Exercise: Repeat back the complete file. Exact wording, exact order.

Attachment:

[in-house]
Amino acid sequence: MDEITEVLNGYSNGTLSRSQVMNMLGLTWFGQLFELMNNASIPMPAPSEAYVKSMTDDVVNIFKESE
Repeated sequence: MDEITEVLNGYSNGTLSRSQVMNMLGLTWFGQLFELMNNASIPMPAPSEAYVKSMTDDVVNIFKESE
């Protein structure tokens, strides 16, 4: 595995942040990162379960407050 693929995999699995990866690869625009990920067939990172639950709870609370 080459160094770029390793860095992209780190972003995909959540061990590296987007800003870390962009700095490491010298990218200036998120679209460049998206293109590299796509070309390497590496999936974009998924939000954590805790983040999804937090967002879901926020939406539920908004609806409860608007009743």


[in-house]
Amino acid sequence: MDEITEVLNGYSNGTLSRSQVMNMLGLTWFGQLFELMNNASIPMPAPSEAYVKSMTDDVVNIFKESE
Repeated sequence: MDEITEVLNGYSNGTLSRSQVMNMLGLTWFGQLFELMNNASIPMPAPSEAYVKSMTDDVVNIFKESE
């Protein structure tokens, strides 16, 4: 595995942040990162379960407050 693929995999699995990866690869625009990920067939990172639950709870609370 080459160094770029390793860095992209780190972003995909959540061990590296987007800003870390962009700095490491010298990218200036998120679209460049998206293109590299796509070309390497590496999936974009998924939000954590805790983040999804937090967002879901926020939406539920908004609806409860608007009743």